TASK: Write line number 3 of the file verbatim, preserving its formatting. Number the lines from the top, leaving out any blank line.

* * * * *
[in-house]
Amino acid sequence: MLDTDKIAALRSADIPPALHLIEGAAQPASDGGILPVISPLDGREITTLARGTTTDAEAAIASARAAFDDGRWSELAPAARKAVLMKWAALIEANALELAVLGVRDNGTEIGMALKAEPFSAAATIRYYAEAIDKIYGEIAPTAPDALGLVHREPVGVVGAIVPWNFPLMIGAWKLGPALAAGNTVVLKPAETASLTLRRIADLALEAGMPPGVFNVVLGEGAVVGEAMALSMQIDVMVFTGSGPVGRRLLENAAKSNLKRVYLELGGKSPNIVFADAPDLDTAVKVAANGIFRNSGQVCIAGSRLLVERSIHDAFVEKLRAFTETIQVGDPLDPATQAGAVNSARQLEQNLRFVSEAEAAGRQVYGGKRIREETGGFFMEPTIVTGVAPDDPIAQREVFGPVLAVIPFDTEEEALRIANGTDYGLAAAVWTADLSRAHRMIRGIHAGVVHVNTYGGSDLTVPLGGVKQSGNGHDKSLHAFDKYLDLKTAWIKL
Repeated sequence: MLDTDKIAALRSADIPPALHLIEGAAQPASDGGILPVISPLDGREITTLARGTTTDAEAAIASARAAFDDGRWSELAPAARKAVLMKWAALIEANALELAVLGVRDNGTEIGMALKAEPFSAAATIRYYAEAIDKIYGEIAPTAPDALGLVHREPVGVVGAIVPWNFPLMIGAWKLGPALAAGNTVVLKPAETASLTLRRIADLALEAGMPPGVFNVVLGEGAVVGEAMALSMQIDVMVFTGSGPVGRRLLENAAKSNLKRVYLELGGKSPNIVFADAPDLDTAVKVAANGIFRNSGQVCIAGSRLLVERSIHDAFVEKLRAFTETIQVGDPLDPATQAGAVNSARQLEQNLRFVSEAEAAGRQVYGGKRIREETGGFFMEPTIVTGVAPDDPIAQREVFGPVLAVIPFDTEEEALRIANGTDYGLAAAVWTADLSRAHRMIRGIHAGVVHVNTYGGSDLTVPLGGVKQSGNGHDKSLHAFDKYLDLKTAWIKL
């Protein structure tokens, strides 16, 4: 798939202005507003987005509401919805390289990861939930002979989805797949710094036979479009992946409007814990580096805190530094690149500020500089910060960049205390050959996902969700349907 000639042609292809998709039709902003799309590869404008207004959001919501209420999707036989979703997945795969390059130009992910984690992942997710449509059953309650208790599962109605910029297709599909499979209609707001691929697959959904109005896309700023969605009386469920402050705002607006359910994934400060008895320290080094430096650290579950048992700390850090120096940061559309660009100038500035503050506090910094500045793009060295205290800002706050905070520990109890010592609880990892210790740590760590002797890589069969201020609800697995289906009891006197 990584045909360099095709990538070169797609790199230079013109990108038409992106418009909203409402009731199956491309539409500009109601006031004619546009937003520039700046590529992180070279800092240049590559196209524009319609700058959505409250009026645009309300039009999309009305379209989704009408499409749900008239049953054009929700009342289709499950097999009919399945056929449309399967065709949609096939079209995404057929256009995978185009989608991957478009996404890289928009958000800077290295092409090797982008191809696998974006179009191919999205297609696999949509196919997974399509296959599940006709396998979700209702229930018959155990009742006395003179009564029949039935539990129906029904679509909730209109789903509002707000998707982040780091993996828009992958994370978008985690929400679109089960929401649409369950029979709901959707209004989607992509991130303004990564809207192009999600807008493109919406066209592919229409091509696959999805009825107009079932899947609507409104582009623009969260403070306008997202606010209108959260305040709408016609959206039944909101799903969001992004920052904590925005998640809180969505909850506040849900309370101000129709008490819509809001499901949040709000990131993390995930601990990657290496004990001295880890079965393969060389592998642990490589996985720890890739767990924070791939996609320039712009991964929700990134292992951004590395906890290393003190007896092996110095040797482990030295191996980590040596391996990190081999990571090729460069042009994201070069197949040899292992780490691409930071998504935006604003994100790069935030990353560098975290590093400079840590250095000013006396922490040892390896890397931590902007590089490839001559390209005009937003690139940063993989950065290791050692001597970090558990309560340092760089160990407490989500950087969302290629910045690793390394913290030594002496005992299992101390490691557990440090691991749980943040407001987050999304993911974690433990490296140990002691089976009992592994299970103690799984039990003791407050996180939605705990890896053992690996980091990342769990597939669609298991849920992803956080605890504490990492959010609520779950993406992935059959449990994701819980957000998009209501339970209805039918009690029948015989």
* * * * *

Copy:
Repeated sequence: MLDTDKIAALRSADIPPALHLIEGAAQPASDGGILPVISPLDGREITTLARGTTTDAEAAIASARAAFDDGRWSELAPAARKAVLMKWAALIEANALELAVLGVRDNGTEIGMALKAEPFSAAATIRYYAEAIDKIYGEIAPTAPDALGLVHREPVGVVGAIVPWNFPLMIGAWKLGPALAAGNTVVLKPAETASLTLRRIADLALEAGMPPGVFNVVLGEGAVVGEAMALSMQIDVMVFTGSGPVGRRLLENAAKSNLKRVYLELGGKSPNIVFADAPDLDTAVKVAANGIFRNSGQVCIAGSRLLVERSIHDAFVEKLRAFTETIQVGDPLDPATQAGAVNSARQLEQNLRFVSEAEAAGRQVYGGKRIREETGGFFMEPTIVTGVAPDDPIAQREVFGPVLAVIPFDTEEEALRIANGTDYGLAAAVWTADLSRAHRMIRGIHAGVVHVNTYGGSDLTVPLGGVKQSGNGHDKSLHAFDKYLDLKTAWIKL